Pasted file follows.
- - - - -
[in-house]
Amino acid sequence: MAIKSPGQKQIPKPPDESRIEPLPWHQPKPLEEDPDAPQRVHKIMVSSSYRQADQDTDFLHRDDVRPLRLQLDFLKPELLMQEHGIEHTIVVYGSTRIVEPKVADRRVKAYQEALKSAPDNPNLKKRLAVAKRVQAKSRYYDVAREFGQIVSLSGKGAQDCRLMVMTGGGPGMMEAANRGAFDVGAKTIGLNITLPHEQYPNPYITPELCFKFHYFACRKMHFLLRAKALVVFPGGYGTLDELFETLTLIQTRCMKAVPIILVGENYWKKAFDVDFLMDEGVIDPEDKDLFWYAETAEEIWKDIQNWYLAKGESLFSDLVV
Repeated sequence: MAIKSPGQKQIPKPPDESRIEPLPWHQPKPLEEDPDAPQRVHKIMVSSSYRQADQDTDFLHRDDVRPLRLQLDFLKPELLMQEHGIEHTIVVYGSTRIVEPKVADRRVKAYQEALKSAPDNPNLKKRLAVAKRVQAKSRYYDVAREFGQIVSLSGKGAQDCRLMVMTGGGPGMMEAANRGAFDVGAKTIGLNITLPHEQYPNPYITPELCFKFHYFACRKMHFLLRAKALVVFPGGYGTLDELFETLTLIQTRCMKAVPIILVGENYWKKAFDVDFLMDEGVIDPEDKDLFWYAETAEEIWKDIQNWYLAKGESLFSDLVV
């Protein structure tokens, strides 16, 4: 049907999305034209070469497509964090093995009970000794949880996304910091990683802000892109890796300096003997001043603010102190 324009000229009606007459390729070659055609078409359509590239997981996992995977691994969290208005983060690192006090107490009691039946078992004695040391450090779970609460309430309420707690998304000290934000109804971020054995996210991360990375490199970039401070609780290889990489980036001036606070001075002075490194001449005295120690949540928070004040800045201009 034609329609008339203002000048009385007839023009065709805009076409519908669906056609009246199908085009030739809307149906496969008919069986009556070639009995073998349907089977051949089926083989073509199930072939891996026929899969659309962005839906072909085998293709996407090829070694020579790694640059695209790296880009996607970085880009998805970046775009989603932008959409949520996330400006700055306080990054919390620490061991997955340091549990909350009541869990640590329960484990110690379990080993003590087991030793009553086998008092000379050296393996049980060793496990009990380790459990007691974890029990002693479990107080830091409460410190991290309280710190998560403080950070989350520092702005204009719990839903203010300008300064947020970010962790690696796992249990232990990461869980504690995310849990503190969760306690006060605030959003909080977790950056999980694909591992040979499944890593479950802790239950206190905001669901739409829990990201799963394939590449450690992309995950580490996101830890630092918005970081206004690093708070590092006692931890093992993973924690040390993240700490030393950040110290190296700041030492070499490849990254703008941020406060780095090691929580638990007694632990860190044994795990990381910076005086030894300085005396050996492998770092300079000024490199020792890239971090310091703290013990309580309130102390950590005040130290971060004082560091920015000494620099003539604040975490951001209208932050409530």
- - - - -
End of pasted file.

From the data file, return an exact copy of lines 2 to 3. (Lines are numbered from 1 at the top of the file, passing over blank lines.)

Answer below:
Amino acid sequence: MAIKSPGQKQIPKPPDESRIEPLPWHQPKPLEEDPDAPQRVHKIMVSSSYRQADQDTDFLHRDDVRPLRLQLDFLKPELLMQEHGIEHTIVVYGSTRIVEPKVADRRVKAYQEALKSAPDNPNLKKRLAVAKRVQAKSRYYDVAREFGQIVSLSGKGAQDCRLMVMTGGGPGMMEAANRGAFDVGAKTIGLNITLPHEQYPNPYITPELCFKFHYFACRKMHFLLRAKALVVFPGGYGTLDELFETLTLIQTRCMKAVPIILVGENYWKKAFDVDFLMDEGVIDPEDKDLFWYAETAEEIWKDIQNWYLAKGESLFSDLVV
Repeated sequence: MAIKSPGQKQIPKPPDESRIEPLPWHQPKPLEEDPDAPQRVHKIMVSSSYRQADQDTDFLHRDDVRPLRLQLDFLKPELLMQEHGIEHTIVVYGSTRIVEPKVADRRVKAYQEALKSAPDNPNLKKRLAVAKRVQAKSRYYDVAREFGQIVSLSGKGAQDCRLMVMTGGGPGMMEAANRGAFDVGAKTIGLNITLPHEQYPNPYITPELCFKFHYFACRKMHFLLRAKALVVFPGGYGTLDELFETLTLIQTRCMKAVPIILVGENYWKKAFDVDFLMDEGVIDPEDKDLFWYAETAEEIWKDIQNWYLAKGESLFSDLVV